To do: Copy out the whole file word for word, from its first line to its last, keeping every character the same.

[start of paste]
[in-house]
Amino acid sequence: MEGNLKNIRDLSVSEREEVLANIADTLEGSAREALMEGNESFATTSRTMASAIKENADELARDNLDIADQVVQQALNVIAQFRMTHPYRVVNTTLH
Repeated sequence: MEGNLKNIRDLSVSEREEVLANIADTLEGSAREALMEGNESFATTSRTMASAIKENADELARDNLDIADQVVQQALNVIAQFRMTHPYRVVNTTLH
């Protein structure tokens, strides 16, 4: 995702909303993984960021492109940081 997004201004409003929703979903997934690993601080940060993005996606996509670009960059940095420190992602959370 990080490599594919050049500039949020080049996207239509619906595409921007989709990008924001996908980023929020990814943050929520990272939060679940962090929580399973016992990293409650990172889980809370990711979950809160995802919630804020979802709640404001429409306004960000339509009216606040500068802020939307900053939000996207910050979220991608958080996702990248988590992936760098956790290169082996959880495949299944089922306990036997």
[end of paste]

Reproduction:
[in-house]
Amino acid sequence: MEGNLKNIRDLSVSEREEVLANIADTLEGSAREALMEGNESFATTSRTMASAIKENADELARDNLDIADQVVQQALNVIAQFRMTHPYRVVNTTLH
Repeated sequence: MEGNLKNIRDLSVSEREEVLANIADTLEGSAREALMEGNESFATTSRTMASAIKENADELARDNLDIADQVVQQALNVIAQFRMTHPYRVVNTTLH
């Protein structure tokens, strides 16, 4: 995702909303993984960021492109940081 997004201004409003929703979903997934690993601080940060993005996606996509670009960059940095420190992602959370 990080490599594919050049500039949020080049996207239509619906595409921007989709990008924001996908980023929020990814943050929520990272939060679940962090929580399973016992990293409650990172889980809370990711979950809160995802919630804020979802709640404001429409306004960000339509009216606040500068802020939307900053939000996207910050979220991608958080996702990248988590992936760098956790290169082996959880495949299944089922306990036997």